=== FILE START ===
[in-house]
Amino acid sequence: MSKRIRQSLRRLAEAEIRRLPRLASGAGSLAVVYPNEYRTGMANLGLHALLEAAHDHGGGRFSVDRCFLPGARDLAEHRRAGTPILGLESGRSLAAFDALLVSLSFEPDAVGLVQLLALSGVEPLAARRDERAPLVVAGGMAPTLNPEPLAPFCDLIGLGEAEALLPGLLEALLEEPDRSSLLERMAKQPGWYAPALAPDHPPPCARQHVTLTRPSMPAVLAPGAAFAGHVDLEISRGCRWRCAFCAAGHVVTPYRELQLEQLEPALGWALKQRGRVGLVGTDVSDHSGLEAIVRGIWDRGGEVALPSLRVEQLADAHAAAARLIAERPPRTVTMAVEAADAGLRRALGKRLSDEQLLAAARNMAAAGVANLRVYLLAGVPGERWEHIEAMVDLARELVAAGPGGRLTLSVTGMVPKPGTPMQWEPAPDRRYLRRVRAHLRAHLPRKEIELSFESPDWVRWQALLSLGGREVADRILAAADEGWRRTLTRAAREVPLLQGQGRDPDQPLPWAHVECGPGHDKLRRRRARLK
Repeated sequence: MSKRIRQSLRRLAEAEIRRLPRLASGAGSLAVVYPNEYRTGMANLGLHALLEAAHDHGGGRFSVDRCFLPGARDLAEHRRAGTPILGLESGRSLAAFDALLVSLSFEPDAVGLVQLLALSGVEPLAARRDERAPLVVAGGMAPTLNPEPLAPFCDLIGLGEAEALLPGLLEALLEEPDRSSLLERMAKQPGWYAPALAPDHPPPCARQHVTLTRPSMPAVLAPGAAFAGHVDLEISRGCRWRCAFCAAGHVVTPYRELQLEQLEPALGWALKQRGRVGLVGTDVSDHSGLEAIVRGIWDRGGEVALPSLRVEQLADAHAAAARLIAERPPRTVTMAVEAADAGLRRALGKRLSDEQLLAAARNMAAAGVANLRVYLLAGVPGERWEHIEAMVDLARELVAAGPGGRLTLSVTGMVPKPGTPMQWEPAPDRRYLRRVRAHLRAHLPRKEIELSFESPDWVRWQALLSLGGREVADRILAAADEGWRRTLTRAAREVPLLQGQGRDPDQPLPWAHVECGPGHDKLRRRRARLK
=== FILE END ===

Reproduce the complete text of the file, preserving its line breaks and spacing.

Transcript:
[in-house]
Amino acid sequence: MSKRIRQSLRRLAEAEIRRLPRLASGAGSLAVVYPNEYRTGMANLGLHALLEAAHDHGGGRFSVDRCFLPGARDLAEHRRAGTPILGLESGRSLAAFDALLVSLSFEPDAVGLVQLLALSGVEPLAARRDERAPLVVAGGMAPTLNPEPLAPFCDLIGLGEAEALLPGLLEALLEEPDRSSLLERMAKQPGWYAPALAPDHPPPCARQHVTLTRPSMPAVLAPGAAFAGHVDLEISRGCRWRCAFCAAGHVVTPYRELQLEQLEPALGWALKQRGRVGLVGTDVSDHSGLEAIVRGIWDRGGEVALPSLRVEQLADAHAAAARLIAERPPRTVTMAVEAADAGLRRALGKRLSDEQLLAAARNMAAAGVANLRVYLLAGVPGERWEHIEAMVDLARELVAAGPGGRLTLSVTGMVPKPGTPMQWEPAPDRRYLRRVRAHLRAHLPRKEIELSFESPDWVRWQALLSLGGREVADRILAAADEGWRRTLTRAAREVPLLQGQGRDPDQPLPWAHVECGPGHDKLRRRRARLK
Repeated sequence: MSKRIRQSLRRLAEAEIRRLPRLASGAGSLAVVYPNEYRTGMANLGLHALLEAAHDHGGGRFSVDRCFLPGARDLAEHRRAGTPILGLESGRSLAAFDALLVSLSFEPDAVGLVQLLALSGVEPLAARRDERAPLVVAGGMAPTLNPEPLAPFCDLIGLGEAEALLPGLLEALLEEPDRSSLLERMAKQPGWYAPALAPDHPPPCARQHVTLTRPSMPAVLAPGAAFAGHVDLEISRGCRWRCAFCAAGHVVTPYRELQLEQLEPALGWALKQRGRVGLVGTDVSDHSGLEAIVRGIWDRGGEVALPSLRVEQLADAHAAAARLIAERPPRTVTMAVEAADAGLRRALGKRLSDEQLLAAARNMAAAGVANLRVYLLAGVPGERWEHIEAMVDLARELVAAGPGGRLTLSVTGMVPKPGTPMQWEPAPDRRYLRRVRAHLRAHLPRKEIELSFESPDWVRWQALLSLGGREVADRILAAADEGWRRTLTRAAREVPLLQGQGRDPDQPLPWAHVECGPGHDKLRRRRARLK